Subrahmanian joins Dartmouth from the University of Maryland, where he has built a career over three decades as a professor in the department of computer science and the University of Maryland Institute for Advanced Computer Studies, for which he served as director from 2003 to 2010; founding co-director of the Laboratory for Computational Cultural Dynamics; and founding director of the Center for Digital International Government. He is a fellow of the American Association for the Advancement of Science and the Association for the Advancement of Artificial Intelligence, and his research has been funded by the Defense Advanced Research Projects Agency (DARPA) and the U.S. Army and Navy, among others.
A prolific scholar, Subrahmanian is author or coauthor of 140 peer-reviewed journal papers. In 2015, he published The Global Cyber-Vulnerability Report, an analysis of more than 20 billion reports generated by 4 million computers in 44 countries, and led a team that won DARPA’s Twitter Influence Bot Detection Challenge, a competition to develop means of identifying and eliminating propaganda-spreading automated social media accounts. His work has been featured in national media, including PBS’s Nova, NBC Nightly News, The New York Times, The Washington Post, and The Wall Street Journal, among other outlets. He received his doctorate from Syracuse University, and was awarded a National Science Foundation National Young Investigator Award and the Distinguished Young Scientist Award from the Maryland Science Center/Maryland Academy of Science.
“As a firm believer in Sun Tzu’s maxim ‘know thy enemy,’ I’ve worked on developing predictive machine learning models to identify and incapacitate a host of bad actors, ranging from opponents in versions of chess to terrorist groups to rogue intelligence agencies to vandals on Wikipedia and influence bots on Twitter,” Subrahmanian says. “I’m passionate about developing technology that predicts how malicious actors will leverage technology, and developing safeguards ahead of time.”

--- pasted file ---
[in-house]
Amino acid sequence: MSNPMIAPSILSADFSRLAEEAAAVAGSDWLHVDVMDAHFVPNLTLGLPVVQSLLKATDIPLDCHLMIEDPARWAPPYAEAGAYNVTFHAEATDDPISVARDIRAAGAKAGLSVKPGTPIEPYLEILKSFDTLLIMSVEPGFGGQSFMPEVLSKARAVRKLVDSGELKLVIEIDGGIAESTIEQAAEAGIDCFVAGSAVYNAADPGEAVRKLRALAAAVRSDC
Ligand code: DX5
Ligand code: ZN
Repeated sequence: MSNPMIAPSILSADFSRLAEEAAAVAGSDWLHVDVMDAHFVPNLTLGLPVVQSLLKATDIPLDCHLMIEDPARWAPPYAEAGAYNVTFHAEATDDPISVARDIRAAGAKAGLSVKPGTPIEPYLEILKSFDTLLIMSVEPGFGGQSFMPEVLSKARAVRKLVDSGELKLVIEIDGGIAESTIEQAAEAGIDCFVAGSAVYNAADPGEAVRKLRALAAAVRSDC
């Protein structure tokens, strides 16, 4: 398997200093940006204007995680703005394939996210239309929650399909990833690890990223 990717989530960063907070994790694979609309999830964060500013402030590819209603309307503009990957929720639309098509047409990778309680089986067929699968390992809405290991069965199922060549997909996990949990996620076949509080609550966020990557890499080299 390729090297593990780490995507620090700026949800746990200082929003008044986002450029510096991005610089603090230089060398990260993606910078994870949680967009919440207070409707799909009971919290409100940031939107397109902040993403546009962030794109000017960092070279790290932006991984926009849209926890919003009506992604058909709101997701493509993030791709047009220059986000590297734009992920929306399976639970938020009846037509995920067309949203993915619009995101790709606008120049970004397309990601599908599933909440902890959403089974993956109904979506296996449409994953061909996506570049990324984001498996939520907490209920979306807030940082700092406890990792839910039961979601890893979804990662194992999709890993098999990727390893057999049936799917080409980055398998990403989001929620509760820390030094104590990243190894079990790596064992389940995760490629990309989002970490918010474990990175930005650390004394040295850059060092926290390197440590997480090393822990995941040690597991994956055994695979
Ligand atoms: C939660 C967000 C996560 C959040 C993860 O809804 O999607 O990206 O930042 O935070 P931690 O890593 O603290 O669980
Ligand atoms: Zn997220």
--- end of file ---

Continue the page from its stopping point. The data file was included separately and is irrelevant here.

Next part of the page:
“We are excited to have V.S. joining us here at Dartmouth, bringing his deep expertise in cybersecurity and related fields,” says search committee chair David Kotz, the Champion International Professor of Computer Science. “His interdisciplinary approach to research will fit neatly into Dartmouth’s collaborative environment and our Institute for Security, Technology, and Society (ISTS).”
Also on the search committee: Denise Anthony, a professor of sociology and former director of ISTS; George Cybenko, the Dorothy and Walter Gramm Professor of Engineering and an affiliate of ISTS; and Sean Smith, a professor of computer science and the current director of ISTS.
Subrahmanian joins cluster faculty members Amber Barnato, the inaugural Susan J. and Richard M. Levy 1960 Distinguished Professor in Health Care Delivery; Rahul Sarpeshkar, the inaugural Thomas E. Kurtz Chair in the William H. Neukom Academic Cluster in Computational Science; and Associate Professor of Economics Treb Allen, a member of the Challenges and Opportunities of Globalization cluster.